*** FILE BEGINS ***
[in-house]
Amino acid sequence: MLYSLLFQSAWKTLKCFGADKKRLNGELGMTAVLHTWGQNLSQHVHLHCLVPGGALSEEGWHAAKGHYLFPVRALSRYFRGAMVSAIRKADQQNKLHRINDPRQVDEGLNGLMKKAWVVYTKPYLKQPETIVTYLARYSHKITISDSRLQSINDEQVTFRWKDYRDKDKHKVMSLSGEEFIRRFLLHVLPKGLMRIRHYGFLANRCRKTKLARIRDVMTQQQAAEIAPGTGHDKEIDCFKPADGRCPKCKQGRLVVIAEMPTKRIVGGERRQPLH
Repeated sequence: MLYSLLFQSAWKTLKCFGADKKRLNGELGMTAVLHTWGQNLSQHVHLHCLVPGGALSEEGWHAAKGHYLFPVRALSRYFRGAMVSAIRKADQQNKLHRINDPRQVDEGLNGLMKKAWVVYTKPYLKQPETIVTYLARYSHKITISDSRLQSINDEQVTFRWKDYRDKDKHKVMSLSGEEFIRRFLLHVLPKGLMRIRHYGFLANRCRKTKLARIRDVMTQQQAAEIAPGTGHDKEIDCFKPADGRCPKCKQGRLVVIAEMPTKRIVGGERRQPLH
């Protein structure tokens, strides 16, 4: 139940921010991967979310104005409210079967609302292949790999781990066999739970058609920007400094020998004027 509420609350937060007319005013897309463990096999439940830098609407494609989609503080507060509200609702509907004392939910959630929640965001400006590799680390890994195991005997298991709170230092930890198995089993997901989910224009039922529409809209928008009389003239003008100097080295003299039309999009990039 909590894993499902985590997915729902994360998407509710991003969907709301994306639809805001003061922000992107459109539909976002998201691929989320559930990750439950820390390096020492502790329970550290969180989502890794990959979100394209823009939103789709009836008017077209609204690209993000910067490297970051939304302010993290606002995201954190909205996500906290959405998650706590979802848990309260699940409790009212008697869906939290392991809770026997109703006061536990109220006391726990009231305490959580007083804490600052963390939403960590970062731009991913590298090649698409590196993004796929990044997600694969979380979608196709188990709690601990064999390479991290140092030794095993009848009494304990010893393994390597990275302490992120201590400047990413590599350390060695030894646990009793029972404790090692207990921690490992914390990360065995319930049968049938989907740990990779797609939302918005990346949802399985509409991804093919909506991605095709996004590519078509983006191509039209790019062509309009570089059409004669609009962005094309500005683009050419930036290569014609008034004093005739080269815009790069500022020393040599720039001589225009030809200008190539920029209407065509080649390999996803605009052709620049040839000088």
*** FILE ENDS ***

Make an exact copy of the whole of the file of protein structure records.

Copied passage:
[in-house]
Amino acid sequence: MLYSLLFQSAWKTLKCFGADKKRLNGELGMTAVLHTWGQNLSQHVHLHCLVPGGALSEEGWHAAKGHYLFPVRALSRYFRGAMVSAIRKADQQNKLHRINDPRQVDEGLNGLMKKAWVVYTKPYLKQPETIVTYLARYSHKITISDSRLQSINDEQVTFRWKDYRDKDKHKVMSLSGEEFIRRFLLHVLPKGLMRIRHYGFLANRCRKTKLARIRDVMTQQQAAEIAPGTGHDKEIDCFKPADGRCPKCKQGRLVVIAEMPTKRIVGGERRQPLH
Repeated sequence: MLYSLLFQSAWKTLKCFGADKKRLNGELGMTAVLHTWGQNLSQHVHLHCLVPGGALSEEGWHAAKGHYLFPVRALSRYFRGAMVSAIRKADQQNKLHRINDPRQVDEGLNGLMKKAWVVYTKPYLKQPETIVTYLARYSHKITISDSRLQSINDEQVTFRWKDYRDKDKHKVMSLSGEEFIRRFLLHVLPKGLMRIRHYGFLANRCRKTKLARIRDVMTQQQAAEIAPGTGHDKEIDCFKPADGRCPKCKQGRLVVIAEMPTKRIVGGERRQPLH
């Protein structure tokens, strides 16, 4: 139940921010991967979310104005409210079967609302292949790999781990066999739970058609920007400094020998004027 509420609350937060007319005013897309463990096999439940830098609407494609989609503080507060509200609702509907004392939910959630929640965001400006590799680390890994195991005997298991709170230092930890198995089993997901989910224009039922529409809209928008009389003239003008100097080295003299039309999009990039 909590894993499902985590997915729902994360998407509710991003969907709301994306639809805001003061922000992107459109539909976002998201691929989320559930990750439950820390390096020492502790329970550290969180989502890794990959979100394209823009939103789709009836008017077209609204690209993000910067490297970051939304302010993290606002995201954190909205996500906290959405998650706590979802848990309260699940409790009212008697869906939290392991809770026997109703006061536990109220006391726990009231305490959580007083804490600052963390939403960590970062731009991913590298090649698409590196993004796929990044997600694969979380979608196709188990709690601990064999390479991290140092030794095993009848009494304990010893393994390597990275302490992120201590400047990413590599350390060695030894646990009793029972404790090692207990921690490992914390990360065995319930049968049938989907740990990779797609939302918005990346949802399985509409991804093919909506991605095709996004590519078509983006191509039209790019062509309009570089059409004669609009962005094309500005683009050419930036290569014609008034004093005739080269815009790069500022020393040599720039001589225009030809200008190539920029209407065509080649390999996803605009052709620049040839000088």